Shipa is open sourcing Ketch, Shipa's deployment engine, under Apache License Version 2.0.
DevOps brings enormous competitive advantage to businesses – a fact that's backed up by independent research. For example, the 2018 Accelerate State of DevOps report found that top-performing elite organizations were able to deploy code 46 times more frequently than low performers, had lowered lead times from committing to deploying changes of less than one hour (compared to 1-6 months in low performers), and recovered from incidents 2,604 times faster.
However, at the same time there is an intense and growing focus on data security and privacy. Whether it's through regulations such as the GDPR or increasing consumer expectations that their personal information will be kept safe and used responsibly, it's business-critical that organizations take these concerns seriously.
This is a particular issue when it comes to database DevOps where you also have two different cultures. Database Administrators (DBAs) have traditionally focused on ensuring stability and the security of mission-critical data and information, while developers are looking to quickly create and launch new features to drive competitive advantage.
How can you balance these potentially conflicting demands, yet achieve greater speed through DevOps and still protect the data? While creating a collaborative culture is important, so is technology. Essentially, changing the development process is vital, focusing on four key areas:
DBAs and developers can both agree that standardizing processes increases speed and ensures consistency. Therefore, look to adopt industry-standard tools for coding, comparison and version control, and roll them out across the wider team so that everyone is using them. At the same time, adhering to naming and design standards along with consistent coding practices will help to streamline the development process.
Tools such as static code analysis software can help by ensuring everyone follows the same standards and known best practices when they develop. This means that whether it's an experienced DBA writing T-SQL code or a less practiced developer, you have a consistent programming structure that can be easily understood, nipping any potential problems in the bud. At the same time, merge code early and often with version control tools to ensure you have a known, shared codebase on which to work.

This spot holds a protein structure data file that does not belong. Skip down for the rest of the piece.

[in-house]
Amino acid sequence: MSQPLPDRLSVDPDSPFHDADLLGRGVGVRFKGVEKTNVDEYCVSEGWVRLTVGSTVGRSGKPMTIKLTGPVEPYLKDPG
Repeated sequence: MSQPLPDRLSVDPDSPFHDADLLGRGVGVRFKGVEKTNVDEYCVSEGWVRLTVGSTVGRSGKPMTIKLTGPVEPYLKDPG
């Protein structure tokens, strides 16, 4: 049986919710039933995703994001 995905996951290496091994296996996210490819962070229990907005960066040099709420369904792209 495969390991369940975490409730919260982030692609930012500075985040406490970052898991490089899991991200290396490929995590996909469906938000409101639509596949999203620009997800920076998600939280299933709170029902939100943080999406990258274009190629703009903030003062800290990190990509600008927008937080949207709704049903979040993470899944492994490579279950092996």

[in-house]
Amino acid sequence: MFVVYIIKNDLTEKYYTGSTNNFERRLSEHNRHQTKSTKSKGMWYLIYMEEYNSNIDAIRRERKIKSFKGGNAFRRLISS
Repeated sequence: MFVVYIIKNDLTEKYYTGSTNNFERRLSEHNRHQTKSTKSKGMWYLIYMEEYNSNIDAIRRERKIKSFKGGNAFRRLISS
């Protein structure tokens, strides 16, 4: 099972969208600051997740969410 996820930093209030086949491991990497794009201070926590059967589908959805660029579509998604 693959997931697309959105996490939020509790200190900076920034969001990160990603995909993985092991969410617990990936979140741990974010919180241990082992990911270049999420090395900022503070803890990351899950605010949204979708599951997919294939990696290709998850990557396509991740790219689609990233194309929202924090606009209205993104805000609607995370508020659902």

Particularly when it comes to database deployments, you need a repeatable, reliable and low risk process to ensure trouble-free DevOps implementations. What I call ‘continuous stuff' (continuous integration, continuous delivery and continuous deployment) plays a leading role in achieving this.
Continuous integration gives quick feedback to the development team, while continuous delivery ensures that changes are made quickly, and continuous deployment demonstrates that the organization trusts its teams to deliver DevOps.
Automation dramatically brings down time to market, but (going back to standardization), you need the right tools and processes in place if it's to be truly effective.
DevOps is a continuous process and as an organization you need to continually improve how you operate. Monitoring operations therefore has two key roles. Clearly, it highlights potentially disruptive operational and performance issues, allowing you to fix them quickly, hopefully before they develop into more serious problems. More importantly, it gives you vital insights that allow you to optimize operations moving forward.
That means you need to add continuous monitoring to your other tools, with DBAs and other operational staff regularly sharing reports with developers to improve performance. We're now living in a feedback-driven society, and development is no different. We all need to know whether we're doing a good job, and how we can get better. It could be something as small as adjusting coding habits, but there's no way that teams will progress if they don't know there's an issue.
As I said at the beginning of this article, there's growing pressure to protect data and ensure the highest levels of security. This should be good practice for every organization – and if you needed any further reason to take it seriously, look at the enormous fines you could be liable for under regulations such as the GDPR.
Yet sharing accurate, real-world data is crucial to successfully developing new code and features. That means adopting tools for data masking and anonymization that can protect confidential and personal information, while still providing data for development and testing that has the same size and shape as the real data in the production database. You also need to be able to audit where data is shared within your organization and ensure it's protected at every point.
Changing the development process to ensure DevOps flourishes requires a combination of collaboration and technology. Following these four steps is therefore crucial to starting on your DevOps journey, bringing DBAs and developers together through standardization, automation, monitoring and data protection.